Home » symptoms, treatment and vaccine in Italy against “bone-breaking fever” – breaking latest news

symptoms, treatment and vaccine in Italy against “bone-breaking fever” – breaking latest news

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symptoms, treatment and vaccine in Italy against “bone-breaking fever” – breaking latest news

The level of alarm and vigilance has risen in Italy after cases have increased in various areas of the world: but how do you contract dengue, how do you understand that you are ill, and how do you treat yourself?

The director general of Prevention of the Ministry of Health, Francesco Vaia, has ordered an increase in vigilance on dengue in Italy, due to the increase in cases in various areas of the world, in particular in Brazil and Argentina. But what is dengue? How can you contract this disease? Is it contagious? And how do you treat yourself?

What is dengue? How do you take it?

Dengue, also called “bone-breaking fever”, is a tropical infectious disease caused by four variants of the same virus that is transmitted through mosquito bites.

The most effective mosquito in transmission is the Aedes aegypti, typical of tropical regions (it does not exist in Italy, in Europe it is present only on the island of Madeira and in an area of ​​the Black Sea) but also the tiger mosquito (Aedes albopictus) already reported in all of southern Europe and present in Italy since 1990 can contribute to the contagion, albeit in a less effective way.

Unfortunately, having contracted dengue only protects the person against the virus that caused it but not against the other three viral types, so one can get sick several times. There is no direct contagion between humans, even if humans are the main host of the virus.

The virus circulates in the blood of the infected person for 2-7 days, and in this period the mosquito can pick it up and transmit it to others.

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To be transmitted, the disease therefore requires mosquitoes (which bite an infected person): since it is not transmitted from person to person it is easier to block the transmission chain.

Symptoms of dengue

Symptoms may appear just under a week after the bite:
– high fever,
— severe headaches,
— muscle pain,
— acute headaches,
— nausea,
– vomit.

In extreme cases (1-5%) breathing difficulties and multi-organ failure may occur, in some cases fatal.

Dengue has a very low mortality rate, around 1% of cases, which however rises to 40% when the disease becomes complicated in the haemorrhagic form.

In approximately 75% of cases the disease is asymptomatic and goes unnoticed. This happens at least with the first infection, while a second infection can trigger heavy immune reactions that can result in bleeding.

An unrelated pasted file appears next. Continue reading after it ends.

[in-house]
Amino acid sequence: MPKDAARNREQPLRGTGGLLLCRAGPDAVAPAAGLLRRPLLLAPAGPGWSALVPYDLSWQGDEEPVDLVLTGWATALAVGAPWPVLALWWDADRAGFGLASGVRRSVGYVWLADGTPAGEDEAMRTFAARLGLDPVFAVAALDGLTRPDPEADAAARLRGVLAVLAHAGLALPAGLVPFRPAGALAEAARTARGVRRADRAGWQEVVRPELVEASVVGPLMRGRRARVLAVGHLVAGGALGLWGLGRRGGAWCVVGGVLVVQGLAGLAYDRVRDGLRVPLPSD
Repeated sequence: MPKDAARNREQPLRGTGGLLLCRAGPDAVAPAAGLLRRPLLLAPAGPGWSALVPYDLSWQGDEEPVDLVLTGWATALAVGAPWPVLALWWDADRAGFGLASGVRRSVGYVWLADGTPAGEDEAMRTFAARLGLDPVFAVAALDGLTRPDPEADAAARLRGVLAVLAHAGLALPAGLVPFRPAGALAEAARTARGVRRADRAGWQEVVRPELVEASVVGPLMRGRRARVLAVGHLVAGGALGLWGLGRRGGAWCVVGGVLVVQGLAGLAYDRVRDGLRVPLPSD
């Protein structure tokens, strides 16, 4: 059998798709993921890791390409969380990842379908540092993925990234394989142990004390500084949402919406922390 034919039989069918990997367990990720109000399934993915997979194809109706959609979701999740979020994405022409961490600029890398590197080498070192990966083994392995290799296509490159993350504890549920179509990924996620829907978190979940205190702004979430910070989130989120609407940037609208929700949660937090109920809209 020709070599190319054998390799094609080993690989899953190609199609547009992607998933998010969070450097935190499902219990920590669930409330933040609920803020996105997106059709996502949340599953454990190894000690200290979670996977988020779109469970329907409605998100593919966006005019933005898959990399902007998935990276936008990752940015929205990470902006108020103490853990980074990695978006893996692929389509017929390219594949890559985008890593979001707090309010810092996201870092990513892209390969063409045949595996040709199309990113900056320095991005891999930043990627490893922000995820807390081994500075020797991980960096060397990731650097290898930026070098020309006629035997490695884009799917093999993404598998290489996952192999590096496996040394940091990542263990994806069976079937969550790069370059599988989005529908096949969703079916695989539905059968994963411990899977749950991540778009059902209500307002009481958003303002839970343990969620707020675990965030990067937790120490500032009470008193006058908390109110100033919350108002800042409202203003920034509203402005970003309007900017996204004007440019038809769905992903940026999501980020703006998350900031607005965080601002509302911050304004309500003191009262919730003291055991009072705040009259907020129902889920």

Diagnosis is normally made based on symptoms, but can be more accurate by looking for the virus or specific antibodies in blood samples.

How is dengue treated?

There is no specific therapy for Dengue but only drugs to combat the symptoms, for example antipyretics and rehydration treatments.

A live attenuated recombinant tetravalent vaccine has recently become available that is effective against all four serotypes of the virus. The vaccine against dengue fever will be available from next week at the Spallanzani hospital in Rome and in other centers specialized in tropical diseases where it will be possible to obtain it at the user’s expense.

The vaccine is also available to those who have not had previous exposure to the virus.

It can be administered to subjects from 4 years of age and 2 doses are sufficient to achieve immunization.

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But how widespread is dengue in Italy?

In recent years, 100-150 annual cases of imported Dengue have occurred, but in 2023 there were 362 cases, of which 82 indigenous cases in specific areas (only one victim), in particular in Lombardy and Lazio.

This increase in indigenous cases, in areas where the disease is not as entrenched as Italy, may be linked to climate change, increased mosquito circulation and flooding, which favor mosquito growth.

France had already reported three outbreaks of indigenously transmitted Dengue fever in 2022, confirming that the disease is spreading to previously virgin areas of the globe.

According to the World Health Organization, the incidence of Dengue has increased 30 times in the world in the last 50 years: more than half of the world‘s population is at risk and it is expected that due to climate change another billion people will be exposed to illness.

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February 14, 2024 (modified February 14, 2024 | 2:04 pm)

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